Species On The Move

As climate change impacts habitats around the world, species are on the move, trying to adapt — and survive.

About This Species

There are a number of varieties of Christmas tree, but none as iconic as the Douglas fir, the evergreen conifer native to western North America. Its range covers central California, western Oregon and Washington, and it often establishes itself in moist areas in the wake of wildfires. 

Thanks to its thick bark, Douglas firs can survive moderate fires, and a single tree can live for a thousand years. That means old-growth forests with large Douglas firs can help piece together the history of wildfires from hundreds of years ago. Because they live so long, and because of the canopy they create in the forest, Douglas firs provide an important habitat for other species.

Douglas fir Christmas tree climate change range

Climate change is changing the range of the Douglas fir—the iconic Christmas tree. (Credit: Noël via Flickr Creative Commons)

Most Douglas firs grow far taller than your living room, hitting heights between 70 to 250 feet tall. The tree's branches spread and droop, and the needles are dark green or blue-green. They're soft to the touch and have a sweet smell when crushed. The trees became a favorite for Christmas in the Pacific Northwest in the 1920s, when they would be cut from the wild. Since the 1950s or so, most Christmas trees have come from tree farms.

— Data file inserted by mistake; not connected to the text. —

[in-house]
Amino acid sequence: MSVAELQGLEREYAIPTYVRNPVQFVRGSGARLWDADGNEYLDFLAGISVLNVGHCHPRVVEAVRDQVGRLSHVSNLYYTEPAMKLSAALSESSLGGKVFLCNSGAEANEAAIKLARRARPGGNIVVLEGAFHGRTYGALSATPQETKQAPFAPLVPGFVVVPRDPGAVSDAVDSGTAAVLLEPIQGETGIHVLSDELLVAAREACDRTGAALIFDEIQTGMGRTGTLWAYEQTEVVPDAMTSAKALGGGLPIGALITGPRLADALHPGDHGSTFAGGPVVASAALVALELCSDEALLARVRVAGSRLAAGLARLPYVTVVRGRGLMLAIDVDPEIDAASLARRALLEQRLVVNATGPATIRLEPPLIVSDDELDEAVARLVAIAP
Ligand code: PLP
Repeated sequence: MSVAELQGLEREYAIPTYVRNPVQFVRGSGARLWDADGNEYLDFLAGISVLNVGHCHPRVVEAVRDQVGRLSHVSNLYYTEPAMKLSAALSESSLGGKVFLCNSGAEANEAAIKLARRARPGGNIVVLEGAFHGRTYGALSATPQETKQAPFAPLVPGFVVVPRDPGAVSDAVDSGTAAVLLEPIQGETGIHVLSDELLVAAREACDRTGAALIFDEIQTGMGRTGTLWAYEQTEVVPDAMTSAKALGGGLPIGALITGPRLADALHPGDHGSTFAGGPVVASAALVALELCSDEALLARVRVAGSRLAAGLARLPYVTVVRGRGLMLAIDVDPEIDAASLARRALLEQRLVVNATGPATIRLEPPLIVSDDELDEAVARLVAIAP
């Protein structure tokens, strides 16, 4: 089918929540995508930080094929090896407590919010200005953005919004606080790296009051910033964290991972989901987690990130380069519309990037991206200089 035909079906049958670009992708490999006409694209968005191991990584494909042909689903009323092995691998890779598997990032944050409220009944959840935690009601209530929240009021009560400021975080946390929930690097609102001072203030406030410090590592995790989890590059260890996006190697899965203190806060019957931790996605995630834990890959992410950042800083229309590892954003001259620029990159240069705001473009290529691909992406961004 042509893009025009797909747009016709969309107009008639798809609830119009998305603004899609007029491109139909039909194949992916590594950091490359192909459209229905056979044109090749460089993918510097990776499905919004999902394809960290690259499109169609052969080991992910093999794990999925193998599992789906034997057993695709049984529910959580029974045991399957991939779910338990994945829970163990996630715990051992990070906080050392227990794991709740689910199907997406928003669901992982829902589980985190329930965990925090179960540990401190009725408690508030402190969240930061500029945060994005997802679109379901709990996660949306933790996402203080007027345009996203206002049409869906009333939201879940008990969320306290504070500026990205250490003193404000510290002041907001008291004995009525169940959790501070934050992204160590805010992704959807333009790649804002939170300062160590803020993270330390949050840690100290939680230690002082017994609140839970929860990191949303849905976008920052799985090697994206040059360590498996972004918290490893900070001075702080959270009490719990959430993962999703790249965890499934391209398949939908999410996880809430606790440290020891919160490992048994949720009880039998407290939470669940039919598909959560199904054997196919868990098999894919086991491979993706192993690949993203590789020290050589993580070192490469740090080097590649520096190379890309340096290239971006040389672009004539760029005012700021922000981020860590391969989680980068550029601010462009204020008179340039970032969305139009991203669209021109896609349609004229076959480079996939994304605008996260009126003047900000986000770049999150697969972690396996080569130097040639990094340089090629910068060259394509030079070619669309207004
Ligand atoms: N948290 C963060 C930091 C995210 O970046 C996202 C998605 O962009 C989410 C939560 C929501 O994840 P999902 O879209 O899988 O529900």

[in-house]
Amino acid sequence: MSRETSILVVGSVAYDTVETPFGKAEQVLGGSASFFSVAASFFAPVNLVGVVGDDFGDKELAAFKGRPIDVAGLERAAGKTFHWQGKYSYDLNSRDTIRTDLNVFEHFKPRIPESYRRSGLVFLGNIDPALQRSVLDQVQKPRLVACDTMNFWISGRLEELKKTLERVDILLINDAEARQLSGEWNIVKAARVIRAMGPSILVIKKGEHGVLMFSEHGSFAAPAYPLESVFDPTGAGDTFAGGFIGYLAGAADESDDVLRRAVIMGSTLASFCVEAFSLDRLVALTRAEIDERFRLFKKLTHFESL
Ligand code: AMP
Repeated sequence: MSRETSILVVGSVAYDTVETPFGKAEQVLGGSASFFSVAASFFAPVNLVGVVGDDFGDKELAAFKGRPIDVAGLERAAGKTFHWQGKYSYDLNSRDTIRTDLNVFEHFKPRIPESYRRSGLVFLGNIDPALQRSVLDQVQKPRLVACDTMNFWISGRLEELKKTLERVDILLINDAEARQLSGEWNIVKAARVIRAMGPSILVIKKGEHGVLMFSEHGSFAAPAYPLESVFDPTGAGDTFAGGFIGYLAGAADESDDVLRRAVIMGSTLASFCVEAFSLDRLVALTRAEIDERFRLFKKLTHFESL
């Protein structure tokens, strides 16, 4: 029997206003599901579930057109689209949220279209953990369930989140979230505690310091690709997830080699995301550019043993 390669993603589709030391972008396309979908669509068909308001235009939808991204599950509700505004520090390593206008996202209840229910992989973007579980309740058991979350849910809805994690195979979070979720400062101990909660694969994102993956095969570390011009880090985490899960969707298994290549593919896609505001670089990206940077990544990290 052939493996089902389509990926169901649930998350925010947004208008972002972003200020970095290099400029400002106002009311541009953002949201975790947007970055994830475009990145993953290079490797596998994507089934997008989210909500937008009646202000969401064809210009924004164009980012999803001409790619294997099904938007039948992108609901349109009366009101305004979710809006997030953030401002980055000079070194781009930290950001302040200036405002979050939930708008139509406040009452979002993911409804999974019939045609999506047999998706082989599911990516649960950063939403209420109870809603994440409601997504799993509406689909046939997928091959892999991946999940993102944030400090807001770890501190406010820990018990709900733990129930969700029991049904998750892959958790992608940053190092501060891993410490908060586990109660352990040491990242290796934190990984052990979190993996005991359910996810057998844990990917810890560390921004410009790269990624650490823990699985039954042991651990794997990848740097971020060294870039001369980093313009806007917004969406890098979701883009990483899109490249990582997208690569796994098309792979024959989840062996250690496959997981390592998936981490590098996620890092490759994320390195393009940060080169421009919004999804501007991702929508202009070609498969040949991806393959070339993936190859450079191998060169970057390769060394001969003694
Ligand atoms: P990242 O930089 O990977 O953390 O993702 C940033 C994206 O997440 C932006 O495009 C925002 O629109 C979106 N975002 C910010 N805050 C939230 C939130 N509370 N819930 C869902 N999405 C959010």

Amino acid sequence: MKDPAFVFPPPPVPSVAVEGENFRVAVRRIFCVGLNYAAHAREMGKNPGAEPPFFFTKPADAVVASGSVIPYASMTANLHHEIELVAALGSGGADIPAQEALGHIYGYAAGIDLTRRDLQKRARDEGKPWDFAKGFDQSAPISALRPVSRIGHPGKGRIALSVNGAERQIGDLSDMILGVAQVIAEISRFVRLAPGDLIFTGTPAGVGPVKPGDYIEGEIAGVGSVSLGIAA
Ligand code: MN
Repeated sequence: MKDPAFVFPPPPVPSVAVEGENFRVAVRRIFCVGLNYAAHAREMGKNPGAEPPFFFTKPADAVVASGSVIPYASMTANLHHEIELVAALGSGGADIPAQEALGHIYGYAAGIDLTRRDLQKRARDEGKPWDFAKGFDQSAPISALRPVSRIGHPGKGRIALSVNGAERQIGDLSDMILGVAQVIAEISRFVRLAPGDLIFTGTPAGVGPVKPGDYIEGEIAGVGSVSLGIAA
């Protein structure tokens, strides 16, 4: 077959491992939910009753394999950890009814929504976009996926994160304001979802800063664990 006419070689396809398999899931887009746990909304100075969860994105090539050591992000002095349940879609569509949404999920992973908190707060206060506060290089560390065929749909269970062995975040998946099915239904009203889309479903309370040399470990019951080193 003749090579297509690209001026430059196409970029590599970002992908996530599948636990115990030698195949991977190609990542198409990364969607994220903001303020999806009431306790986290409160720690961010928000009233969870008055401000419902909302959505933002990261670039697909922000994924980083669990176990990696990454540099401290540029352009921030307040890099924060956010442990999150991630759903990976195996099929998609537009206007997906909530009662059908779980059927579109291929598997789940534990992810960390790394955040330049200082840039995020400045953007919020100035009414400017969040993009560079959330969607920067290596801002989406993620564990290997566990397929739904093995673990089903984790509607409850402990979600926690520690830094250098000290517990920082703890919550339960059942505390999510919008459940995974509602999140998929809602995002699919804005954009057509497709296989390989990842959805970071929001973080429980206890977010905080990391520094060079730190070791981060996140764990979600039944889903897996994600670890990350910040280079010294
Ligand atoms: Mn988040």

Current Status

The Douglas fir can be found throughout its range currently. It can thrive in a variety of climates, but is directly impacted by a few key factors, like precipitation and temperature during the growing season and the average temperature of the coldest month.

The Douglas Fir's Shifting Range

As the climate in western North America gets warmer and drier, the Douglas fir's range is expected to shrink and shift inland.

Map: Christmas tree climate change range shifts

Source: US Forest Service (Paul Horn/InsideClimate News)

Douglas Fir Obama Whitehouse Christmas Tree climate change

Volunteers decorate a Douglas fir, the tree of choice for a number of Whitehouse Christmas trees during the Obama administration.

Looking Forward

The Douglas fir is considered a genetic specialist, meaning that its growth and mortality rates are dependent on its growing environment. There's a narrow climatic range in which Douglas firs are best able to grow. This means that as the climate of the western United States changes, the trees will have to move to follow that optimal climate. According to a 2012 study funded by the U.S. Forest Service, as climate change progresses, the trees will shift inland from the coast and will become less productive. 

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